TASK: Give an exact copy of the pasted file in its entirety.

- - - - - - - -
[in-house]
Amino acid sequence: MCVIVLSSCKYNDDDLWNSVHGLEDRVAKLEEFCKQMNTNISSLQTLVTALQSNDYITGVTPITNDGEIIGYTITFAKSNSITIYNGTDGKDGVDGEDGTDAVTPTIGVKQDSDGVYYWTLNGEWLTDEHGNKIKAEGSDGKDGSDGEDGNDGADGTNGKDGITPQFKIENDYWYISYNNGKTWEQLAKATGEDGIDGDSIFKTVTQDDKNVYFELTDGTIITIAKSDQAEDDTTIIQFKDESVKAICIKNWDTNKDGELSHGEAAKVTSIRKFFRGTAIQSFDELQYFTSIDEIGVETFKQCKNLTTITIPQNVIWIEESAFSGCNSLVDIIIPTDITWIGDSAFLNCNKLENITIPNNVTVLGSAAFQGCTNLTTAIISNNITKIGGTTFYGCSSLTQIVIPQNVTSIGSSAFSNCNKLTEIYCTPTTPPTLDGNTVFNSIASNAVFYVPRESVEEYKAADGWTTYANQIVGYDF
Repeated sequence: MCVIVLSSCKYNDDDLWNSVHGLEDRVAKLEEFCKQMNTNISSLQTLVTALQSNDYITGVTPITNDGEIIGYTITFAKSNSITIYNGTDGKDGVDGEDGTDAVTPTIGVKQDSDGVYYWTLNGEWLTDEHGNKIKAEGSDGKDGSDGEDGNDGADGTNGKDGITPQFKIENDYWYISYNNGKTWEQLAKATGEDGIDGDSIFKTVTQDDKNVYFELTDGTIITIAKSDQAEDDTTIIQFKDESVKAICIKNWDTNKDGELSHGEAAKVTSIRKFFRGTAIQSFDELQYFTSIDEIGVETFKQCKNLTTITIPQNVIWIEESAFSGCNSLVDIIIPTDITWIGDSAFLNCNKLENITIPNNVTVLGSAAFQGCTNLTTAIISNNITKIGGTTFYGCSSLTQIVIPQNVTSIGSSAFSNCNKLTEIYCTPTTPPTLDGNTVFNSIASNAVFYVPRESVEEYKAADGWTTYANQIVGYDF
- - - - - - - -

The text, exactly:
[in-house]
Amino acid sequence: MCVIVLSSCKYNDDDLWNSVHGLEDRVAKLEEFCKQMNTNISSLQTLVTALQSNDYITGVTPITNDGEIIGYTITFAKSNSITIYNGTDGKDGVDGEDGTDAVTPTIGVKQDSDGVYYWTLNGEWLTDEHGNKIKAEGSDGKDGSDGEDGNDGADGTNGKDGITPQFKIENDYWYISYNNGKTWEQLAKATGEDGIDGDSIFKTVTQDDKNVYFELTDGTIITIAKSDQAEDDTTIIQFKDESVKAICIKNWDTNKDGELSHGEAAKVTSIRKFFRGTAIQSFDELQYFTSIDEIGVETFKQCKNLTTITIPQNVIWIEESAFSGCNSLVDIIIPTDITWIGDSAFLNCNKLENITIPNNVTVLGSAAFQGCTNLTTAIISNNITKIGGTTFYGCSSLTQIVIPQNVTSIGSSAFSNCNKLTEIYCTPTTPPTLDGNTVFNSIASNAVFYVPRESVEEYKAADGWTTYANQIVGYDF
Repeated sequence: MCVIVLSSCKYNDDDLWNSVHGLEDRVAKLEEFCKQMNTNISSLQTLVTALQSNDYITGVTPITNDGEIIGYTITFAKSNSITIYNGTDGKDGVDGEDGTDAVTPTIGVKQDSDGVYYWTLNGEWLTDEHGNKIKAEGSDGKDGSDGEDGNDGADGTNGKDGITPQFKIENDYWYISYNNGKTWEQLAKATGEDGIDGDSIFKTVTQDDKNVYFELTDGTIITIAKSDQAEDDTTIIQFKDESVKAICIKNWDTNKDGELSHGEAAKVTSIRKFFRGTAIQSFDELQYFTSIDEIGVETFKQCKNLTTITIPQNVIWIEESAFSGCNSLVDIIIPTDITWIGDSAFLNCNKLENITIPNNVTVLGSAAFQGCTNLTTAIISNNITKIGGTTFYGCSSLTQIVIPQNVTSIGSSAFSNCNKLTEIYCTPTTPPTLDGNTVFNSIASNAVFYVPRESVEEYKAADGWTTYANQIVGYDF